for All Alone in the Universe
by Lynne Rae Perkins
With great sensitivity and tenderness, Lynne Rae Perkins captures the devastation that is inevitable when young girl loses her best friend to someone else. Debbie is a quiet and creative child on the verge of adolescence who sometimes relates to adults more easily than to her peers. She can't quite grasp what has happened between her and her once-best-friend, Maureen. Once it was Debbie and the outgoing Maureen who shared every spare moment; then Glenna entered the picture. "Glenna was small and neat and boring and ordinary and irritating. That's what I thought. I thought Maureen felt sorry for her.". But Debbie can feel that when the three of them are together, she is the one who doesn't fit, not Glenna. She and Maureen are still friendly-there is no anger or fighting. But Debbie feels a growing sense of abandonment and sadness. The understated first-person narrative told in Debbie's observant and honest voice admirably refrains from placing blame. Despite Debbie's own obvious dislike of Glenna, reade's are given the opportunity to observe how a friendship can change without anyone necessarily being at fault. Like Debbie, they also discover how the sense of loss can eventually fade, to be replaced by the sweet realization that new friends are waiting to be discovered. (Ages 9-12)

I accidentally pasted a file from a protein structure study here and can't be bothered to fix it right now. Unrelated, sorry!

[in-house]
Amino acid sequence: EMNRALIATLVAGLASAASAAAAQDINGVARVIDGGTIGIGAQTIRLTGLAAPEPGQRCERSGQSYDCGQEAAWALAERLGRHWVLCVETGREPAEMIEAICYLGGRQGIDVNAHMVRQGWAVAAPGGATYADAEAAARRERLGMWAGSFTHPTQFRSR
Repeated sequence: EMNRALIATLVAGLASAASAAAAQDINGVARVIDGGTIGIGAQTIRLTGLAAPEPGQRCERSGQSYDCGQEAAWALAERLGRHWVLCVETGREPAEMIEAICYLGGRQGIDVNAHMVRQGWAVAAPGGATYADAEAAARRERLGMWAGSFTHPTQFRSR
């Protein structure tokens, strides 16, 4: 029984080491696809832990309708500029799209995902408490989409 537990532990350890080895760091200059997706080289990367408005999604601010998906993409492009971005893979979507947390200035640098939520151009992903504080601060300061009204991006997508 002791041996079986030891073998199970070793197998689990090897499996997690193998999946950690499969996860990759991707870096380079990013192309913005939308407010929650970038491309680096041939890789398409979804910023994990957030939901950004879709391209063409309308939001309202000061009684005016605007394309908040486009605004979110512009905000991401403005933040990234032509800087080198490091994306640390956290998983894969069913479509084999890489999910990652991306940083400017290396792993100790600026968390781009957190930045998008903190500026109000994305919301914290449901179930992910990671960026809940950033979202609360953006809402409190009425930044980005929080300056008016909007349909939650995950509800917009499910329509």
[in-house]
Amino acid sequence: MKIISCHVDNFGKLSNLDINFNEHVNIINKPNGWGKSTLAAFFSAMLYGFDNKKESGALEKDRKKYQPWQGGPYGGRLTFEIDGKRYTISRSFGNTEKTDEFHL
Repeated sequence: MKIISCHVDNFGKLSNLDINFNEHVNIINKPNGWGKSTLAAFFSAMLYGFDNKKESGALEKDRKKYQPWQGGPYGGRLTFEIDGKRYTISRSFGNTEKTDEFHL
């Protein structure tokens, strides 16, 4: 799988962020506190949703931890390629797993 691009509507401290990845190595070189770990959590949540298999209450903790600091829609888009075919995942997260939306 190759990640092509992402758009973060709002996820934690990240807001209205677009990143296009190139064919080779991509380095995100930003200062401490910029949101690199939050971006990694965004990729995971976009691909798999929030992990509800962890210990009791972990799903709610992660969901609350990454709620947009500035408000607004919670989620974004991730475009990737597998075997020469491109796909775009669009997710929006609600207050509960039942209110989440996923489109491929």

CCBC Choices 2000. © Cooperative Children's Book Center, Univ. of Wisconsin - Madison, 2000. Used with permission.
"Before last summer Maureen and I were best friends....At least I think we were. I don't know what happened exactly. As some people who get hit by trucks sometimes say,'I didn't see anything coming.'"
When her best friend since the third grade starts acting as though Debbie doesn't exist, Debbie finds out the hard way that life can be a lonesome place. But in the end the heroine of this wryly funny coming-of-age story--a girl who lives in a house covered with stuff that is supposed to look like bricks but is just a fake brick pattern--discovers that even the hourly tragedies of junior high school can have silver linings, just as a house covered with Insul-Brick can protect a real home. This first novel shines--fun, engrossing, bittersweet, and wonderfully unpredictable.
Publisher description retrieved from Google Books.